In the meantime, all I can say is “Introverts, Unite!” But please be sure to do it in the privacy and safety of your own home.

You May Also Like:

VIDEO: The Show Must Go On: The Arts in a Time of Lockdown

Much of art is meant to be a communal experience. But the COVID-19 pandemic has ... 5 Jun 2020 by Staff Writer

This Summer It’s ‘All For The Hall’

Guild Hall has reinvented its traditional season of events to announce a new, redesigned 2020 ... 2 Jun 2020 by Staff Writer

BCMF Concerts Postponed

Because of circumstances caused by the COVID-19 pandemic, this summer’s Bridgehampton Chamber Music Festival, Long ... by Staff Writer

Free Solo Is A True Cliffhanger

This week, Hamptons DocFest adds another “Fest Favorite” documentary to its website. This time, it’s ... by Staff Writer

‘Best Jams’ Virtual Concert Will ‘Feed the Need’ This Weekend

There are a lot of people in this neck of the woods who are missing ... by Annette Hinkle

When Life Imitiates Fiction: Merrell’s Novel ‘Shirley’ Makes It To The Movies

“Shirley,” a major new motion picture starring Elisabeth Moss and Michael Stuhlbarg, is set to ... by Annette Hinkle

Cooking With The Countess

The Southampton History Museum is hosting a live monthly Zoom cooking show that will take place in the kitchen of one of the Port of Missing Men, the last, private Gilded Age estate in Southampton. The home was built as a hunting retreat on North Sea’s Cow Neck in the 1920s by H.H. Rogers, Jr., whose father was the wealthiest man in the country in 1910. “Cooking with the Countess” features Mrs. Peter A. Salm, also known as The Countess von Salm-Hoogstraeten, and her private chef, Brian Hetrich, behind the stove in the vast kitchen at the Port of Missing ... by Staff Writer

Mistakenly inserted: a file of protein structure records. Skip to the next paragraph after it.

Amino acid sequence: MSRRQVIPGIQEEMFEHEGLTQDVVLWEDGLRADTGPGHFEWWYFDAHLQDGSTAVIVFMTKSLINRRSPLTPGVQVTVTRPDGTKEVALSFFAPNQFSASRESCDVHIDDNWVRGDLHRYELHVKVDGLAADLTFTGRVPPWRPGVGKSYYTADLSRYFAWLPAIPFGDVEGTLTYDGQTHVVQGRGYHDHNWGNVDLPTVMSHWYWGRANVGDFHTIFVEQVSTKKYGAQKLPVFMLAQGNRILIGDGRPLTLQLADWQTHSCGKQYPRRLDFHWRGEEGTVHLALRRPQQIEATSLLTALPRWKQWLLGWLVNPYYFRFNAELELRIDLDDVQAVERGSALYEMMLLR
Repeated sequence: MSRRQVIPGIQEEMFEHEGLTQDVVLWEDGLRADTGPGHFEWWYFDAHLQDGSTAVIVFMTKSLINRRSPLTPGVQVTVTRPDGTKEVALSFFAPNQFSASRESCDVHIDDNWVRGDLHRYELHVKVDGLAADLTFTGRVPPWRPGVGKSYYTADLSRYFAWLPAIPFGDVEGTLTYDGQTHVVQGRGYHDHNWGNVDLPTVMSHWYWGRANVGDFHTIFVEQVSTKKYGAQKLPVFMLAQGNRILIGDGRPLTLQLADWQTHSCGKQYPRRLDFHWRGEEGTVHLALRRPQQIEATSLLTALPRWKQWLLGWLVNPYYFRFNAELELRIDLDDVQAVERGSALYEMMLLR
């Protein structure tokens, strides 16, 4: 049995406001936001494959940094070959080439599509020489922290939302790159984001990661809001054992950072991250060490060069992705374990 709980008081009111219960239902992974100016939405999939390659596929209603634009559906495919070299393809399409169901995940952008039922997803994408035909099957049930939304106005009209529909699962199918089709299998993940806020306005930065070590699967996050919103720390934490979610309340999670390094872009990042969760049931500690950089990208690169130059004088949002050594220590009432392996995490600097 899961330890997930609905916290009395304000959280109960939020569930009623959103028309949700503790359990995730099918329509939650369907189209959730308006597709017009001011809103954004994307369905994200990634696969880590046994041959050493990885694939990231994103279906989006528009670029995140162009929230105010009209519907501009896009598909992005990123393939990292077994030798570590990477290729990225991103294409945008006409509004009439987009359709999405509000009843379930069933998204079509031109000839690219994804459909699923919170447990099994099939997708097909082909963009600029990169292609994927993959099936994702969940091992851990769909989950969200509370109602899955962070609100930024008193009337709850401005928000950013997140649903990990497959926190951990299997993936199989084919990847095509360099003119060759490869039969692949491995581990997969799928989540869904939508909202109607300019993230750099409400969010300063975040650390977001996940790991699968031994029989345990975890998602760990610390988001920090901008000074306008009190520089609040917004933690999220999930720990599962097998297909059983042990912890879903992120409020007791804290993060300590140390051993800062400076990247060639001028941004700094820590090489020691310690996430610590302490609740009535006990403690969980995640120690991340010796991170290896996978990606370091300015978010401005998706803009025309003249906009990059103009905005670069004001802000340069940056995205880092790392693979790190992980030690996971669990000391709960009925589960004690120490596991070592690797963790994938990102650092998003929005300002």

Bert Stern’s Marilyn Monroe Photos At Keyes Gallery

Keyes Gallery in Sag Harbor in collaboration with the Bert Stern Estate is releasing a series of new, limited edition prints from “The Last Sitting” with Marilyn Monroe that took place at the legendary Bel-Air Hotel in Beverly Hills in 1962. Called “The Red Show,” the exhibition opens at Keyes Gallery on Main Street Sag Harbor on Saturday and Sunday, June 13 and 14, 10 a.m., to 7 p.m. and remains on view through July 6. Sterns photographic artworks of Monroe are black and white, along with sepia toned, hauntingly beautiful prints with themes of red. These works are sourced ... by Staff Writer

Bloomsday Is Close At Hand

Attention all fans of great literature and superb acting – Bloomsday approaches! Join Guild Hall on Tuesday, June 16, from 8 to 10 p.m. to celebrate one of Ireland (and the world’s) finest writers, James Joyce, and his novel “Ulysses” as read and performed by a legend of the American stage, Austin Pendleton. This one-night-only virtual live reading by Pendleton is directed by Elizabeth Falk and is a one man play by Joe Beck. Joyce’s most famous work “Ulysses” (1922) is based on Homer’s “The Odyssey” and follows the movements of Leopold Bloom through a single day on June 16th, ... by Staff Writer

Bartley’s Artistic Quarantine

Please Note: This event has been suspended as of June 3, 2020 — notification will be posted if it is rescheduled. - ed Artists don’t stop working just because they’re socially distancing. On Friday, June 5, at 5 p.m. Alicia G. Longwell, Ph.D., The Lewis B. and Dorothy Cullman Chief Curator at the Parrish Art Museum, will lead a live-stream illustrated conversation with Sag Harbor-based photographer and Parrish collection artist Mary Ellen Bartley, who recently completed a 30-day photography project in quarantine. “Mary Ellen Bartley’s story unfolded during a socially-distanced conversation on a neighboring front porch and I immediately wanted ... by Staff Writer
logo

Welcome to our new website!

To see what’s new, click “Start the Tour” to take a tour.

We welcome your feedback. Please click the
“contact/advertise” link in the menu bar to email us.

Start the Tour
Landscape view not supported